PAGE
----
What is pyelonephritis?
Pyelonephritis is a type of urinary tract infection that begins in the urethra or bladder subsequently affecting one or both kidneys. The kidneys process the blood to remove wastes and extra water in the urine. Urine travels from the kidneys to the bladder where it is excreted via the urethra. Bacteria can infect the kidneys by entering the urethra and travelling via the bladder into the kidneys.
Worldwide prevalence and incidence of acute pyelonephritis are unknown.1 Although pyelonephritis can occur at any age, it is more common in neonates with abnormalities of the renal tract, in girls and in women.2
What causes pyelonephritis?
Pyelonephritis is caused by bacteria or viruses infecting the kidneys. The bacterium Escherichia coli is often the cause of this infection. The bacteria enter through the opening of the urethra moving upwards infecting the bladder than the kidneys. The bacteria could enter to the urinary tract accidently from the anus when wiping after going to the toilet. When the dirty toilet paper touches the genitals, the bacteria can get into the urinary tract and infecting the kidneys later on.3
What are the risk factors for pyelonephritis?
Factors that can increase the risk of developing pyelonephritis include:4
- Gender: Women are at higher risk of developing pyelonephritis due to their anatomy. Woman has a shorter urethra than a man does and hence bacteria have less distance to travel from outside the body to the bladder. Moreover, the close proximity of the urethra and the rectum makes it easier for bacteria to enter the bladder.
- Obstruction in the urinary tract: The presence of obstruction of the urinary tract (stone, tumor, bladder neck obstruction, enlarged prostate) increases the risk of developing pyelonephritis.
- Weakened immune system: People with diabetes or a weakened immune system (HIV-infected patients) are more prone to develop pyelonephritis.
- Damage to nerves around the bladder: Any damage to nerves around the bladder may block the symptoms of a bladder infection and the patient may not be aware of his progressing disease.
- Prolonged use of a urinary catheter: After certain surgical procedures, a catheter could be placed in order to drain urine from the bladder increasing the risk of pyelonephritis.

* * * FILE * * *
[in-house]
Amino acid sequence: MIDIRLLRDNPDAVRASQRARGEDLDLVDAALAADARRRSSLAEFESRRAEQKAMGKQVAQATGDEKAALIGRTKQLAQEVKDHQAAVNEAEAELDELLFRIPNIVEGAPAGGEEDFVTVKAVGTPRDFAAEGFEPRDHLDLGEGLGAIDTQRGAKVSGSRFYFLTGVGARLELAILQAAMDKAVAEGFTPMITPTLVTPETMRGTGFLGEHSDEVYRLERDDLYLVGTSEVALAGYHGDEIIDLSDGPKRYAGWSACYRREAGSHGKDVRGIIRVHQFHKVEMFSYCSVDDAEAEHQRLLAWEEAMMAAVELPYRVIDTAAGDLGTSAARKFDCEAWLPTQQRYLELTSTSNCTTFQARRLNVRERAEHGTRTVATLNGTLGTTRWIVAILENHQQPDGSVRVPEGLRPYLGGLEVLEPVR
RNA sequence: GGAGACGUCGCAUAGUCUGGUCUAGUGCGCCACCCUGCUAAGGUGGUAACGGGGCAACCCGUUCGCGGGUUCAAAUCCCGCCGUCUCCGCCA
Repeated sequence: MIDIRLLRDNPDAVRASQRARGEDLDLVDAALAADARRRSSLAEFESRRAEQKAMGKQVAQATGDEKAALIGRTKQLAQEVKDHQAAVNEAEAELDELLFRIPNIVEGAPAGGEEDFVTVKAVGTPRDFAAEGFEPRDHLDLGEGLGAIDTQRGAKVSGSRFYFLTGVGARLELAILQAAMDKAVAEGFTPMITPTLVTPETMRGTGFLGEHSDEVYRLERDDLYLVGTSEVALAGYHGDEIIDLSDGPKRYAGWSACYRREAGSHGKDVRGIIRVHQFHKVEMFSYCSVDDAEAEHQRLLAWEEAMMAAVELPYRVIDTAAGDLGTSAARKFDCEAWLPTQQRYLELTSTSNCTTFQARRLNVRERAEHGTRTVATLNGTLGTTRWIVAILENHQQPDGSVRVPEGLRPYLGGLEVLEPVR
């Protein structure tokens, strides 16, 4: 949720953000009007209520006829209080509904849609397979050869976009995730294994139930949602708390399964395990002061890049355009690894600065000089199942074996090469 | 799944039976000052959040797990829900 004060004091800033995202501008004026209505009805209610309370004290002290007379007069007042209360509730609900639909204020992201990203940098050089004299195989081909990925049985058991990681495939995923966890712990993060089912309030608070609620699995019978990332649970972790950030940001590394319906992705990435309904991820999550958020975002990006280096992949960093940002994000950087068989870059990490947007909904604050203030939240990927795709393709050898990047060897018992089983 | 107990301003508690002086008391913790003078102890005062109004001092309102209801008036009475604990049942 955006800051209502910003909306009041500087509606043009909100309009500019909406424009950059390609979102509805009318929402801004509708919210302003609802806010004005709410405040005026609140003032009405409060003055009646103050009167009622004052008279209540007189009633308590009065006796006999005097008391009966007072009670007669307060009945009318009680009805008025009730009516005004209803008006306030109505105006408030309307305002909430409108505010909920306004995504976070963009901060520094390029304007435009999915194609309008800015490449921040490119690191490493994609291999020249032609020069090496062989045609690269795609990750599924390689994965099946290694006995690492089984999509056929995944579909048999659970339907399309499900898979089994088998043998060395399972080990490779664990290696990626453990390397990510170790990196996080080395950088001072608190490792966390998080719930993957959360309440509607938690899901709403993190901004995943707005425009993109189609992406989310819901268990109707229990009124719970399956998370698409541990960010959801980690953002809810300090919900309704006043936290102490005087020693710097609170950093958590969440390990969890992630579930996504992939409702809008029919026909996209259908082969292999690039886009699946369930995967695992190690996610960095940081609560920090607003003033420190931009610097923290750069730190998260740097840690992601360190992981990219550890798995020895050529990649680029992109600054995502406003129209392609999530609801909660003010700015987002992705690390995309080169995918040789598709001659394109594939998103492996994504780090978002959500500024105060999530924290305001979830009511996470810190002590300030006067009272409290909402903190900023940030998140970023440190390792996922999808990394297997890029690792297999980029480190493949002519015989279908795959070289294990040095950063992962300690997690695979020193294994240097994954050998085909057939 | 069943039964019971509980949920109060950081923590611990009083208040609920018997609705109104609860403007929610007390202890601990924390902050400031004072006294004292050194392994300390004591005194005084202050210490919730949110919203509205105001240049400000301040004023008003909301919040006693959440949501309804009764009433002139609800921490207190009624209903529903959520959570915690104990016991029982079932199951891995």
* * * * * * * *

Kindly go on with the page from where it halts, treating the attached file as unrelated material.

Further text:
- Vesicoureteral reflux: This condition causes urine to flow backwards from the bladder to the kidneys and may lead to pyelonephritis.
What are the symptoms of pyelonephritis?
Signs and symptoms of pyelonephritis may include:5
- Back pain
- Blood in the urine
- Pain when urinating
- Frequent urination
- Cloudy and smelly urine
How is pyelonephritis diagnosed?
Tests used to diagnose pyelonephritis depend on the patient’s age and gender and include the following:6
- Urinalysis: The testing of urine sample can reveal white blood cells and bacteria indicating infection.
- Urine culture: A urine culture will determine the type of bacteria causing the infection.
- Ultrasound: An ultrasound creates an image that can show obstructions in the urinary tract.
- Computerized tomography (CT) scan: CT scans use X-rays to create images that can show obstructions in the urinary tract.
- Voiding cystourethrogram (VCUG): A VCUG is an X-ray study of the bladder and urethra. It is done while the bladder is emptying. This test can show abnormalities of the inside of the urethra and bladder.
- Digital rectal examination (DRE): A DRE is a simple procedure doctors use to examine the prostate. This examination can show if an enlarged prostate is causing the obstruction of the neck of the bladder in men with pyelonephritis.
- Dimercaptosuccinic acid (DMSA) scintigraphy: A DMSA scan uses radioactive chemicals to create special pictures of the kidneys.
How is pyelonephritis treated?
Treatment of pyelonephritis depends on the severity of the infection and includes:7
- Antibiotics: Pyelonephritis is treated with antibiotics for several weeks.
- Hospitalization: For severe kidney infection, a hospitalization is required and an intravenously antibiotics is required.
- Surgery: A urologic abnormality may cause recurrent kidney infections. A surgery to repair the structural abnormality is required to avoid recurrent pyelonephritis.
- BMJ Best Practice http://bestpractice.bmj.com/best-practice/monograph/551/basics/epidemiology.html (Accessed January 27, 2016)
- Patient http://patient.info/doctor/pyelonephritis (Accessed January 27, 2016)
- Urology Care Foundation - Kidney (Renal) Infection – Pyelonephritis http://www.urologyhealth.org/urologic-conditions/kidney-(renal)-infection-pyelonephritis (Accessed January 27, 2016)
- Risk factors http://www.mayoclinic.org/diseases-conditions/kidney-infection/basics/risk-factors/con-20032448 (Accessed January 27, 2016)
- WebMD http://www.webmd.com/a-to-z-guides/kidney-infections-symptoms-and-treatments#1 (Accessed January 27, 2016)
- Pyelonephritis: Kidney Infection http://www.niddk.nih.gov/health-information/health-topics/kidney-disease/pyelonephritis-kidney-infection/Pages/index.aspx (Accessed January 27, 2016)
- Treatments and drugs http://www.mayoclinic.org/diseases-conditions/kidney-infection/basics/treatment/con-20032448 (Accessed January 27, 2016)